When Susan (not her real name), 40, of Miami, first sought a transplant, she was told they weren’t done in HIVers. A veteran HIV–hep C coinfectee, she thought she should hang it up. She had even entered a hospice program and was making tapes for her 9-year-old son to remember her by—but still she never gave up. Susan waited a year and a half to get on the waiting list, then six months for a liver—at the University of Miami in September 2000, making her one of the few coinfected women to have had the procedure. “Never, ever give up,”she says. “My doctors told me to. If I had, I’d be dead.”
LOVE TO LOVE YOU, LIVER
So far, 40 HIVers have had liver transplants in the United States. Meet these fab four:
Irascible author-activist LARRY KRAMER, 67. “My surgeon said,‘You’re as old as your liver,’ and mine came from a 45-year-old. I haven’t felt like this since I was a kid.”
Boston AIDS activist BELYNDA DUNN. She died at 50 after her second transplant, but not before putting HMO coverage of HIVer transplants on the radar.
BARRY CARPENTER, 42. A hep A coma shot him to the top of The List. Now “I feel like I have my whole life ahead of me. I’m living proof that this can work in HIVers.”
MICHAEL KEEP, 50. “I couldn’t believe how good I felt” a year after his transplant, he says—and calls his new liver “truly the most selfless gift someone can make.”
NIH study: http: //spitfire.emmes.com/study/hiv-l (lowercase L)
NIH study sites:
Georgetown University, Washington, DC (202.687.6043)
University of California, San Francisco (415.502.8322)
University of Minnesota, Minneapolis (612.626.3877)
University of Pennsylvania, Philadelphia (215.662.6857)
University of Virginia, Charlottesville (434.924.0311)
Other centers that do liver transplants for HIVers:
Columbia University, New York City (212.305.0914)
Mayo Clinic, Jacksonville, Florida (904.296.5876)
Mt. Sinai School of Medicine, New York City (212.659.8053)
St. Vincent’s Medical Center, Los Angeles (213.484.5551)
University of Chicago (773.702.3244)
University of Cincinnati (513.558.7200)
University of Miami (305.243.6251)
University of Pittsburgh (412.648.3309)
United Network for Organ Sharing (national waiting list): www.unos.org
National Organ Procurement and Transplantation Network (OPTN): www.optn.org
Liver transplant information:
Hep C and coinfected education and advocacy:
HALT-C Trial (interferon maintenance): www.haltctrial.org
More and more surgeons are hip to doing liver transplants in HIVers. Some pioneers:
The University of Miami’s GUY NEFF, MD. He calls the hep C-related transplant stampede “the tip of the iceberg,” because hep C " can be a silent disease.”
UCSF HIV guru and NIH researcher MICHELLE ROLAND, MD. She invites curious surgeons to “call us, and we’ll share all our data and expertise” on HIVer transplants.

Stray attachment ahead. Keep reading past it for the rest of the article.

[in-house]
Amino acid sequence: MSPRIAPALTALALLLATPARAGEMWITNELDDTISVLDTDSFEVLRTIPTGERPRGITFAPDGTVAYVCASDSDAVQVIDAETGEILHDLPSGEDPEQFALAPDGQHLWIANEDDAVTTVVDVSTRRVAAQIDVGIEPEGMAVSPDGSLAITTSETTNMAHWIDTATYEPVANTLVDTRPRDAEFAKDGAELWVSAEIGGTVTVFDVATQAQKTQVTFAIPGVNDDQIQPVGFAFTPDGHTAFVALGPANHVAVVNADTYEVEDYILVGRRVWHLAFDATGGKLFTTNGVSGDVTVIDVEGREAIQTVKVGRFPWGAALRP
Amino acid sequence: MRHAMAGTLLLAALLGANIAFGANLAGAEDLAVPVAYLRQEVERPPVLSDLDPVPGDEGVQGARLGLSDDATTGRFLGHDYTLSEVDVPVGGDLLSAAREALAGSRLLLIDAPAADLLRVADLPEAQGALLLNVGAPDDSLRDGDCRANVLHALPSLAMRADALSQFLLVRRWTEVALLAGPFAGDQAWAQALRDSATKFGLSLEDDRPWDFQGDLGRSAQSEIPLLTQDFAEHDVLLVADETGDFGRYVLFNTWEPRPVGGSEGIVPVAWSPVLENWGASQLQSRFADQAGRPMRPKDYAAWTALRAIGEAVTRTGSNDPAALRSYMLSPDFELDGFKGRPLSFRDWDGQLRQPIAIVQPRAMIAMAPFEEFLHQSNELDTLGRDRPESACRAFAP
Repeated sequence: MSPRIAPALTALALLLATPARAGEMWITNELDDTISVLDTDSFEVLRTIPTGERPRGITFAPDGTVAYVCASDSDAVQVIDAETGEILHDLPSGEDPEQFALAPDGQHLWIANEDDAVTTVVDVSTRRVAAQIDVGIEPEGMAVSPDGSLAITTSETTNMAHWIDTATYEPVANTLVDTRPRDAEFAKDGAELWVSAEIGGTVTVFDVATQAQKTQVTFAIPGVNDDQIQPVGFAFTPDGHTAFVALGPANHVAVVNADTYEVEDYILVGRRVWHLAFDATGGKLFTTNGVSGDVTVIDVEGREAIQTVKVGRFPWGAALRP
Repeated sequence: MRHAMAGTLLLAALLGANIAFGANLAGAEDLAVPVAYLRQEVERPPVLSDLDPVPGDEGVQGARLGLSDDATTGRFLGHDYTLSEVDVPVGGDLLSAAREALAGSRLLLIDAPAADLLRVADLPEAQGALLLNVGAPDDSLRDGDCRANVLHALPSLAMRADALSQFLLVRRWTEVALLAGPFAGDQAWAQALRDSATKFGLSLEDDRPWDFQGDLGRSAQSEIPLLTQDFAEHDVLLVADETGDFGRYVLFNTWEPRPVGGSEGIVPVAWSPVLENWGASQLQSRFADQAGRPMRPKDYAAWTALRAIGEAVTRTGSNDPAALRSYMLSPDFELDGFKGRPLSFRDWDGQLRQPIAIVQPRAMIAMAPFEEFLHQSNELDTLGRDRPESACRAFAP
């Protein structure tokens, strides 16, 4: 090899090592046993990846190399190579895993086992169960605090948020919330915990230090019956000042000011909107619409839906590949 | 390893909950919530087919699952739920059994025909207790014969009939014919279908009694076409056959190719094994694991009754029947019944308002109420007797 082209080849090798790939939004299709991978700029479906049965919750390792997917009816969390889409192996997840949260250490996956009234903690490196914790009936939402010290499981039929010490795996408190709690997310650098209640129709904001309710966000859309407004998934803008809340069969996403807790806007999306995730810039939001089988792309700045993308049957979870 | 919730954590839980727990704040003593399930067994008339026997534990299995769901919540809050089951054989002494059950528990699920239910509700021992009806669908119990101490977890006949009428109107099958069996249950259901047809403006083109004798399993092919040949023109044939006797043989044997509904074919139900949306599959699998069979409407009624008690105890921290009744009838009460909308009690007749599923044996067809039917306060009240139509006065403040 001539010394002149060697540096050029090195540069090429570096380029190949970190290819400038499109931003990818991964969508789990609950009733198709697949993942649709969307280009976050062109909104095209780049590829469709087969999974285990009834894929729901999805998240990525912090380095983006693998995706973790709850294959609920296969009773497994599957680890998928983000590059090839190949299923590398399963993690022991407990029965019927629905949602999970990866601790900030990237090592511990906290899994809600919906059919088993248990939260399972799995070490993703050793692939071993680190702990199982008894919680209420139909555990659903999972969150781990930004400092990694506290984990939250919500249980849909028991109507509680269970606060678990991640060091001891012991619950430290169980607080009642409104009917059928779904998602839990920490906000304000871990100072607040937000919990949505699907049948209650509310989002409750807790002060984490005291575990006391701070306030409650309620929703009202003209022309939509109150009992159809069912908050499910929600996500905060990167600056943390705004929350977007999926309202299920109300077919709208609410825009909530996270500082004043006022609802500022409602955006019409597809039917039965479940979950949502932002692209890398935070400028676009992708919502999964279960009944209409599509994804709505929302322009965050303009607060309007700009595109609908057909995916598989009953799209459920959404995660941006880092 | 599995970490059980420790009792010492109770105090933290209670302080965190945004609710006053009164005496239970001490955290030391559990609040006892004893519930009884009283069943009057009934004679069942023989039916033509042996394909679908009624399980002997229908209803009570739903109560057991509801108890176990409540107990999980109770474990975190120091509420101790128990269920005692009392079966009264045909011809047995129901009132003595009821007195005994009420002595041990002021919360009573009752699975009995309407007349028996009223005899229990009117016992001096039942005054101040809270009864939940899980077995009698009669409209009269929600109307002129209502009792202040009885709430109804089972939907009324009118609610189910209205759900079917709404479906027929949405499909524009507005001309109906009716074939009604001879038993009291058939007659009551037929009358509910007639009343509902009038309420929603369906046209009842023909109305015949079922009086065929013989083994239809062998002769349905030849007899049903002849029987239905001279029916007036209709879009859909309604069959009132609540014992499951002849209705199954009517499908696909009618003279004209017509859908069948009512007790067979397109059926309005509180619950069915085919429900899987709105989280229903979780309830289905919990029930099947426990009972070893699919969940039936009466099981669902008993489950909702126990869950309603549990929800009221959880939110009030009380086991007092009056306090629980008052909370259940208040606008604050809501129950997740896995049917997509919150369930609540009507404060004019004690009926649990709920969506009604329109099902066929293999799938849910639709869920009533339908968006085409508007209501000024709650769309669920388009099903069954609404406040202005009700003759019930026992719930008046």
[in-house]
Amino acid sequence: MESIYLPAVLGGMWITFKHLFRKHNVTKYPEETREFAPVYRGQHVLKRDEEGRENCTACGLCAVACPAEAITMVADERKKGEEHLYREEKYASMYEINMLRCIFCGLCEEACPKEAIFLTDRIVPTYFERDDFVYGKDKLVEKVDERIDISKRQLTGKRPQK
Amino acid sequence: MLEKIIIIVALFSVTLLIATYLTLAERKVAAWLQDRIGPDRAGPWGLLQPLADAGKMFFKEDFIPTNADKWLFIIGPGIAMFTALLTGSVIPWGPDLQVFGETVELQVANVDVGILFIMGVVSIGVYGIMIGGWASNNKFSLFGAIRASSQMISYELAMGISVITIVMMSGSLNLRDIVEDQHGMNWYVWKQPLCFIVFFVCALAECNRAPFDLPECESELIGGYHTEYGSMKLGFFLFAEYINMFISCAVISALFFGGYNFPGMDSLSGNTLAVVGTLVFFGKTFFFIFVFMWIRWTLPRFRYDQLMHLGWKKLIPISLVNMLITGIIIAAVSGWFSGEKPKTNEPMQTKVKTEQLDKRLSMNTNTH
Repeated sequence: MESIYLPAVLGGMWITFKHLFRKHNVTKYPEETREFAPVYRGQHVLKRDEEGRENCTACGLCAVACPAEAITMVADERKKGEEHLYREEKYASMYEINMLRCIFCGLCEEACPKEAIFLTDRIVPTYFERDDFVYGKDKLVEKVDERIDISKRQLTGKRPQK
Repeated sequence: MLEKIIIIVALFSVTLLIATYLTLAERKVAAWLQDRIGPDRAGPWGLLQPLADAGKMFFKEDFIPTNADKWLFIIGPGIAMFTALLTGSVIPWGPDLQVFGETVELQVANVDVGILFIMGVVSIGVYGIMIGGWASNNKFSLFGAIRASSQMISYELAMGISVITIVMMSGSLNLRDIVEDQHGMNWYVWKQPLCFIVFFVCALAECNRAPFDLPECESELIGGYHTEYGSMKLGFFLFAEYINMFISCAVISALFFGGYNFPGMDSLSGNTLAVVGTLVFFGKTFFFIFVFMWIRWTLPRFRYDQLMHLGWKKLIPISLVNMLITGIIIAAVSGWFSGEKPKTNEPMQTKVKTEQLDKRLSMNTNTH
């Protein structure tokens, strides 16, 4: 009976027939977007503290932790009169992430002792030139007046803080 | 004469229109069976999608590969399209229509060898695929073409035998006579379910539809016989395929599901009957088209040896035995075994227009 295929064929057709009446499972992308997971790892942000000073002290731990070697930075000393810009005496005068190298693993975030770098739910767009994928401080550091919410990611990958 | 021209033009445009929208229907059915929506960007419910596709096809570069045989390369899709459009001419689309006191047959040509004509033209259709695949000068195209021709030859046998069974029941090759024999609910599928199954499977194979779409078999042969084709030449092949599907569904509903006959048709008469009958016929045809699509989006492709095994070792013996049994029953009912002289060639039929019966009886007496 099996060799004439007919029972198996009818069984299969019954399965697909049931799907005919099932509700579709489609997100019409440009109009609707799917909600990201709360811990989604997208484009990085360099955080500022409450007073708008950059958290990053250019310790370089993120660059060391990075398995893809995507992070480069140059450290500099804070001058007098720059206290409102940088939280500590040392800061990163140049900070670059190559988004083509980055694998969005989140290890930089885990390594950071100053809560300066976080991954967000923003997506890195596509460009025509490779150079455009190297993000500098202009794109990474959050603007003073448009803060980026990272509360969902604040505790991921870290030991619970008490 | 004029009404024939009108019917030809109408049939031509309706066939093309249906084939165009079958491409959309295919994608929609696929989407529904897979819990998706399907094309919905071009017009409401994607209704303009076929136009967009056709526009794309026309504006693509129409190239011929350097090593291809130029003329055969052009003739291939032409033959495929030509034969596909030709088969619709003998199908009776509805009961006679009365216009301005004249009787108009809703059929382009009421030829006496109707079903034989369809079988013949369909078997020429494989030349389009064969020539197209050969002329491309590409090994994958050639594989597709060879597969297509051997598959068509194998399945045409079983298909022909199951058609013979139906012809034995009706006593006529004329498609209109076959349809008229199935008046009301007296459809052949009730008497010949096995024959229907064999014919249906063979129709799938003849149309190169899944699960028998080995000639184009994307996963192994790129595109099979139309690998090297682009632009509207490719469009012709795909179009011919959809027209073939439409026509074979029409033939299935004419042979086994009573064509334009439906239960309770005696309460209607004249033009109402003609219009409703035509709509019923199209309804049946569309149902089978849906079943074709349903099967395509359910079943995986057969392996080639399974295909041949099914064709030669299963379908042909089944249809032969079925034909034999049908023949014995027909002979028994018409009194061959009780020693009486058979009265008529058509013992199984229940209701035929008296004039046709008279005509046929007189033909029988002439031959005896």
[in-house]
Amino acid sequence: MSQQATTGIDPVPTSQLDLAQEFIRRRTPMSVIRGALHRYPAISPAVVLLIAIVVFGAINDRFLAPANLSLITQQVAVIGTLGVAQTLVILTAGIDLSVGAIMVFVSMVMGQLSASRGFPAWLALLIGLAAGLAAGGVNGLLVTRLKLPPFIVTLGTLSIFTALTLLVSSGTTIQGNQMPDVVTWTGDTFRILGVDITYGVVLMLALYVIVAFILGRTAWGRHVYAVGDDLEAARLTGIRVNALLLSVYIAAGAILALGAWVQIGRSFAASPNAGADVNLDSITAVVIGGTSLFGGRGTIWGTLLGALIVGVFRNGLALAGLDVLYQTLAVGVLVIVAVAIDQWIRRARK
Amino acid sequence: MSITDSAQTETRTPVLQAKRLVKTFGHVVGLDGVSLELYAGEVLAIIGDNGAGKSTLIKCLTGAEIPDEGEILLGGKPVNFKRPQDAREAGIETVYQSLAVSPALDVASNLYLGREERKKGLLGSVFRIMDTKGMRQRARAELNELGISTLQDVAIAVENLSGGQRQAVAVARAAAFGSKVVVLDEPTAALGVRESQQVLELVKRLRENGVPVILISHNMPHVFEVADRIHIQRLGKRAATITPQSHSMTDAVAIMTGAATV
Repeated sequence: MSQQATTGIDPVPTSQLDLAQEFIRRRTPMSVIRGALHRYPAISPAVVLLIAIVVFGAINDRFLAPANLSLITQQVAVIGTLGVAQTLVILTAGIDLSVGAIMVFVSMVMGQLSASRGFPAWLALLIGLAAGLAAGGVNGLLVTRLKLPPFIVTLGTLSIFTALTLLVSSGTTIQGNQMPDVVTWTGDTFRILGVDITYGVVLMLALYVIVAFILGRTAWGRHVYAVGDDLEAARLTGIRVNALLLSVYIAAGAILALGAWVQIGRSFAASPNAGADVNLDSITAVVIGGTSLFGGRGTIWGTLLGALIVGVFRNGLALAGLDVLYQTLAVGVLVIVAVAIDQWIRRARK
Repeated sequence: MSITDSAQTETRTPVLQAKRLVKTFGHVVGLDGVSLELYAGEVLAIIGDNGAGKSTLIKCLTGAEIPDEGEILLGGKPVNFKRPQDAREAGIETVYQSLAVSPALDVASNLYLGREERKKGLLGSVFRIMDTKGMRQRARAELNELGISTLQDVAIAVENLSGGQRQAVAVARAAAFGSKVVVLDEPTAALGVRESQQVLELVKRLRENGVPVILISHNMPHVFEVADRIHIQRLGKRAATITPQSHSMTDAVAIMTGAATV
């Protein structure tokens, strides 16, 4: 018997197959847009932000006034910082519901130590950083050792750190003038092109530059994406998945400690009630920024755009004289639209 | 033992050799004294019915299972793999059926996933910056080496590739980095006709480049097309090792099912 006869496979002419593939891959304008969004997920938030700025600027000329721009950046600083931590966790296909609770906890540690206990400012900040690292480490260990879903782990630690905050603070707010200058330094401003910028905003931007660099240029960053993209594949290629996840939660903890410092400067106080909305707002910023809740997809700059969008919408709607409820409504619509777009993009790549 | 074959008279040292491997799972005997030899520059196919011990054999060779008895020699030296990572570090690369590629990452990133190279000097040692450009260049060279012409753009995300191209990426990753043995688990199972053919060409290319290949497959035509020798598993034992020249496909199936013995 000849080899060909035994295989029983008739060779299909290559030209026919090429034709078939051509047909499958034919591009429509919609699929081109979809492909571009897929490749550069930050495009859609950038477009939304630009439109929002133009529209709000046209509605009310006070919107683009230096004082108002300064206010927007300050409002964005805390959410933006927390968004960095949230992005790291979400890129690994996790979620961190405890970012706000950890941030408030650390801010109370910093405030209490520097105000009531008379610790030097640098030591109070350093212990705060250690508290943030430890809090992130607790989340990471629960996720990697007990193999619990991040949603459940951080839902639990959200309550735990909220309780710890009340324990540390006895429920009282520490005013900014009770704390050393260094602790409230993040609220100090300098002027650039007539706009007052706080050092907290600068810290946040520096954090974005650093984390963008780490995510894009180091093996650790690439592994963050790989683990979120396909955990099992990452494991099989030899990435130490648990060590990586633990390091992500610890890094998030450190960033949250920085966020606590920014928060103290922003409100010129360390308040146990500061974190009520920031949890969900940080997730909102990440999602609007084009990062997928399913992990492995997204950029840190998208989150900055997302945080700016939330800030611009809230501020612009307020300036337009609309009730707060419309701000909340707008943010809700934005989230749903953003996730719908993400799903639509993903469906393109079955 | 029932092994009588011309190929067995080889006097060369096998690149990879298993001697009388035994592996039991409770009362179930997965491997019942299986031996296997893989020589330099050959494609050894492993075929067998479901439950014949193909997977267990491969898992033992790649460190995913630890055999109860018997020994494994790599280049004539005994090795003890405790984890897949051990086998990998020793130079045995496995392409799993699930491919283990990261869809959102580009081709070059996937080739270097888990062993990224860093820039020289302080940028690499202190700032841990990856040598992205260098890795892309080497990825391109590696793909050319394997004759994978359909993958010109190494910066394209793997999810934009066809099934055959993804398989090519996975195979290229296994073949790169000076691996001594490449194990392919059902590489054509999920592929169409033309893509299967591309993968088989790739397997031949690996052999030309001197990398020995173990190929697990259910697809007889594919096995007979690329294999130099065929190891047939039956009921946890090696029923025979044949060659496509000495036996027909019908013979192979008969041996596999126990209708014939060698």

UPMC’s JOHN FUNG, MD, PhD. He counts HIVers Kramer, Dunn and Keep among his transplantees—and urges HIVers to get on “The Liver List” early.
PAY IT FORWARD
The biggest obstacle for transplant-seekers with or without HIV is the lack of donated organs. In the U.S., willing donors mark their driver’s license, but the surviving family still makes the final decision. Senate majority leader Bill Frist (R-TN), a transplant surgeon himself, has prepared a bill to probe a “presumed consent” system in which everyone’s organs are up for grabs unless they explicitly opt out. Also needed are full-time hospital coordinators who monitor failing patients and start the consent process early. “The current way we’re doing donations is 30 years old,” says John Fung, MD. “Most people believe in donation, but the way we time it—asking bereaved family members for organs—makes no sense.”
Some hope also lies with new transplant technologies such as split-liver procedures (dividing a liver between two recipients), transplants using part of a liver from a live donor, “xenotransplants”from such species as pigs and the use of organs from “high risk” groups like gay men, whose organs, like their blood, are currently not accepted even if they test HIV negative.
One thing is certain. Those who donate will receive undying gratitude. “Not a day goes by that I don’t think about the family who lost their 22-year-old son,” says Barry Carpenter, who is starting a foundation called Carry On to encourage more donations (e-mail him at firstname.lastname@example.org).
What can activists do? First, browse www.transweb.org, www.organdonor.org and www.organdonor.gov to learn more, then alert your legislators. Support advocacy groups like www.shareyourlife.org working on the issue. Finally, if you’re HIV negative, become an organ donor—just call your local Department of Motor Vehicles for info—and get others to do the same. HIVers, don’t feel left out! The NIH-funded HIV Research Program (HIVRP; call 800.222.6374) desperately needs HIVer organs to study. Indirectly, you may help save far more lives than one!